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Hedy Lamarr was an Austrian-American film star during Hollywood’s “Golden Age.” But many people are not aware that she was also a scientist and inventor. Lamarr co-invented an early technique for spread spectrum communications that was designed to combat Nazi jamming signals that could redirect torpedoes. Her patented frequency-hopping signal led to the development of GPS, Bluetooth, and Wi-Fi.

Lamarr was born Hedwig Eva Maria Kiesler on November 9, 1914, in Vienna, Austria. Growing up, she was privately tutored and soon became skilled in playing the piano and dancing. She was also able to speak four languages. At the age of 16, she enrolled in a drama school in Berlin. Less than a year later, she made her film debut in Geld auf der Strasse (Money on the Street.) She began to rise to stardom when she starred in the film Ecstasy, a movie that was considered indecent for the time.

In 1937, Lamarr moved to Hollywood to continue her film career. Her first film in the United States was Algiers, and then she went on to star in many more films under contract to Metro-Goldwyn-Mayer.

Though Lamarr was incredibly successful in Hollywood and recognized as an international beauty icon, she was also remarkably intelligent. She created a number of inventions including an improved traffic light and a tablet that dissolved in water to create a carbonated drink. She dated Howard Hughes, an aviation industrialist, and suggested that he change the square design of his airplanes to a more streamlined shape. This suggestion was based on research she had done on the shape of the fastest birds and fish.

During World War II, Lamarr learned that radio-operated torpedoes could easily be jammed and sent off course. She had the idea to create a frequency-hopping signal that could not be jammed. The idea behind this was to use more bandwidth than the initial message while maintaining the same signal power. This signal would not have an easily distinguishable peak in the spectrum, which made it more difficult to differentiate from noise and therefore tougher to jam or intercept. She worked with George Anthiel (who like Lamarr, is better known as a composer and musician than an engineer) to develop this “Secret Communications System,” which was later titled Spread Spectrum Technology. They developed a device that manipulated radio frequencies and irregular intervals between transmission and reception. This created an unbreakable code to prevent classified messages from being intercepted by enemy personnel. Their invention received a patent in 1942 but was not used during WWII because it proved too difficult to implement.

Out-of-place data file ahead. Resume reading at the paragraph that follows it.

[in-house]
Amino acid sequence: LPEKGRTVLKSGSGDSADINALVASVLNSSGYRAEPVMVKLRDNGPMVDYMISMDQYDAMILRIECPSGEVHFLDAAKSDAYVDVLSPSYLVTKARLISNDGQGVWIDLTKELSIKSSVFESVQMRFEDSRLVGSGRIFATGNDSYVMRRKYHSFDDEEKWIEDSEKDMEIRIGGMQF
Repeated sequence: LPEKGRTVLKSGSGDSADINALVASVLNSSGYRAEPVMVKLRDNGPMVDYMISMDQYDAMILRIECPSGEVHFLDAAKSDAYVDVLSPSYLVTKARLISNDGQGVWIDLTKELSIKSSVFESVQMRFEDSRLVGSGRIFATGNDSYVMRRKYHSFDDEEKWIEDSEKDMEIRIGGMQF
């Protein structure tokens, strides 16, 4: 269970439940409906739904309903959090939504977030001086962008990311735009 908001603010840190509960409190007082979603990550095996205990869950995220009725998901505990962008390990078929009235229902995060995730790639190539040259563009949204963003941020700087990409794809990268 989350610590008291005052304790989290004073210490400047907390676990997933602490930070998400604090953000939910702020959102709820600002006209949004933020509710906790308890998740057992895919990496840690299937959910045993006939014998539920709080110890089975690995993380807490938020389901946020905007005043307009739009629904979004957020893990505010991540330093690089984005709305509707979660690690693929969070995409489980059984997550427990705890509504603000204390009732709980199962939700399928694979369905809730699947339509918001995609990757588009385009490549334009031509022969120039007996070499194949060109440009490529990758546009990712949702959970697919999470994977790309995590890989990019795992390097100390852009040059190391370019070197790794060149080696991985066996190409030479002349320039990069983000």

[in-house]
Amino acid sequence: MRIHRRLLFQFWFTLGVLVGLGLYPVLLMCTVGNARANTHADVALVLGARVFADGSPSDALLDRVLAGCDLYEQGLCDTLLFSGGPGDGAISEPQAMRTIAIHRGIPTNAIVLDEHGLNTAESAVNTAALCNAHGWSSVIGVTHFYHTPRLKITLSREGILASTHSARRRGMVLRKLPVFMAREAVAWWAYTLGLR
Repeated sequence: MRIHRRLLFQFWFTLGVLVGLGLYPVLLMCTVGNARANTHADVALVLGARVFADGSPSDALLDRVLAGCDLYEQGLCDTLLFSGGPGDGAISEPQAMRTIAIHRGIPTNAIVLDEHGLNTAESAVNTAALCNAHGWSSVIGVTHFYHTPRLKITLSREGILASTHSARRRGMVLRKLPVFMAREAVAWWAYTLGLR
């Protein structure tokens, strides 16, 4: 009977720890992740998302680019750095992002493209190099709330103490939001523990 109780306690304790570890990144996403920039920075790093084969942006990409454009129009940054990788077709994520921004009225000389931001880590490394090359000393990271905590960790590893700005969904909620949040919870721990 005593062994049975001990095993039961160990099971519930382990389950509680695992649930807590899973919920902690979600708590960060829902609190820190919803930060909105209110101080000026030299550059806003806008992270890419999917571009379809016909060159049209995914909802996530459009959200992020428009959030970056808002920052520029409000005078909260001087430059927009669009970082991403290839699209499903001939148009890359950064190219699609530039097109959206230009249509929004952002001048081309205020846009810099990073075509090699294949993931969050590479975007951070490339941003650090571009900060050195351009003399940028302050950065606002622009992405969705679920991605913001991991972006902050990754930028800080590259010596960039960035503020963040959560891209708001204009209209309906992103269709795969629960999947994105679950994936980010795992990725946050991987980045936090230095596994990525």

Though Lamarr’s invention of spread spectrum technology was not used for its intended purpose, it ended up quite literally changing the world of technology and telecommunications. Today, many spread-spectrum techniques are incorporated into Bluetooth technology and are similar to methods used in legacy versions of Wi-Fi. Spread spectrum is also the basis behind CDMA, which is used in mobile communications.

Hedy Lamarr was an incredibly influential figure who should be remembered not only for being beautiful, but for being a genius. Her inventions have been and will continue to be beneficial to all. She was truly a pioneer in the world of telecommunications. Her memory lives on at AireSpring where one of our conference rooms bears her name.